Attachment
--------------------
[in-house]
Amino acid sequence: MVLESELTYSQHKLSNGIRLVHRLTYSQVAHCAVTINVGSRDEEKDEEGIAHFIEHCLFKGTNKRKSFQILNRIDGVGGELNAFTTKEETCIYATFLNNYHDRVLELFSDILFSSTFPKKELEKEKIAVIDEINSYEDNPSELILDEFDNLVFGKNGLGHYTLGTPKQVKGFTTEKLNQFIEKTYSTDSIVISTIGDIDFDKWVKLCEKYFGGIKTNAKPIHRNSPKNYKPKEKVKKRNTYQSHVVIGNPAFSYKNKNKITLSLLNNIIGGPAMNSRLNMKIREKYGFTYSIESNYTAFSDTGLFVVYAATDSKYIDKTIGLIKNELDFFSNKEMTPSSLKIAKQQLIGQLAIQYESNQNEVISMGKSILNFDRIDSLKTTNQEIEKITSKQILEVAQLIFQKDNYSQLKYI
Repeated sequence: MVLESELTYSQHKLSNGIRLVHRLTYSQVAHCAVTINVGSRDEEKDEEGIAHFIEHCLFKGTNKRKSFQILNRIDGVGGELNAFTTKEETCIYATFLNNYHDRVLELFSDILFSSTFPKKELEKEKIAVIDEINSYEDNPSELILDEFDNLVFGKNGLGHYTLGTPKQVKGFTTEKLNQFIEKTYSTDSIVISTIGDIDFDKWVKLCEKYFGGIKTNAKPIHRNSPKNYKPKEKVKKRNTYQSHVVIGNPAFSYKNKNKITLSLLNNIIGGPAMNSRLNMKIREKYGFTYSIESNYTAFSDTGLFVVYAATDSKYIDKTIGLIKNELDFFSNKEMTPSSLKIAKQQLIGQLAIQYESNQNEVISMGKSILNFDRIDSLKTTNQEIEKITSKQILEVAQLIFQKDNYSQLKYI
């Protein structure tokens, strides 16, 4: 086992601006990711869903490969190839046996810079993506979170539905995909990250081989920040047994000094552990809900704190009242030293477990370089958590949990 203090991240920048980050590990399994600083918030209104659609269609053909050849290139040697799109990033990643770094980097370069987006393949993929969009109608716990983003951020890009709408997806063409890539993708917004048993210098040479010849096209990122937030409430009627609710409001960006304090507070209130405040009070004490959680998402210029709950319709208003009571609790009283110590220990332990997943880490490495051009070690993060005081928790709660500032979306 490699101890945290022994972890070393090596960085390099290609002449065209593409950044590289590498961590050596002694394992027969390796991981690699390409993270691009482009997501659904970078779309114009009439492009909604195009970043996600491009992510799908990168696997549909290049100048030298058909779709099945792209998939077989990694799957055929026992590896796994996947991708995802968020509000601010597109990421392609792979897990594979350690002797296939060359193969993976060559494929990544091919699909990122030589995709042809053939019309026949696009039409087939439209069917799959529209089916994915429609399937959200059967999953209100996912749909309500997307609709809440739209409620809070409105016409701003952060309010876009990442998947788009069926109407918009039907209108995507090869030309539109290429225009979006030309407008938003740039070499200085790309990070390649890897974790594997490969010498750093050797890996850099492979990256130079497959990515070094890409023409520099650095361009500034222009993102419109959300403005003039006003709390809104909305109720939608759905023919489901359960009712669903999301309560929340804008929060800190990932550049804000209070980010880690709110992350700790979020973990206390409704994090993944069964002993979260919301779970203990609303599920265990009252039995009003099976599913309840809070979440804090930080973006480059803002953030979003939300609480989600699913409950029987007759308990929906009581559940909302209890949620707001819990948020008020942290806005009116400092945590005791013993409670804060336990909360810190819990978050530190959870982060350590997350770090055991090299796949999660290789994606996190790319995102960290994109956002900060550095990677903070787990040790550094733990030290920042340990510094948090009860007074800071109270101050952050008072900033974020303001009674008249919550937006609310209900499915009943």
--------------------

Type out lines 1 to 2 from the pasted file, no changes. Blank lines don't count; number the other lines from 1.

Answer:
[in-house]
Amino acid sequence: MVLESELTYSQHKLSNGIRLVHRLTYSQVAHCAVTINVGSRDEEKDEEGIAHFIEHCLFKGTNKRKSFQILNRIDGVGGELNAFTTKEETCIYATFLNNYHDRVLELFSDILFSSTFPKKELEKEKIAVIDEINSYEDNPSELILDEFDNLVFGKNGLGHYTLGTPKQVKGFTTEKLNQFIEKTYSTDSIVISTIGDIDFDKWVKLCEKYFGGIKTNAKPIHRNSPKNYKPKEKVKKRNTYQSHVVIGNPAFSYKNKNKITLSLLNNIIGGPAMNSRLNMKIREKYGFTYSIESNYTAFSDTGLFVVYAATDSKYIDKTIGLIKNELDFFSNKEMTPSSLKIAKQQLIGQLAIQYESNQNEVISMGKSILNFDRIDSLKTTNQEIEKITSKQILEVAQLIFQKDNYSQLKYI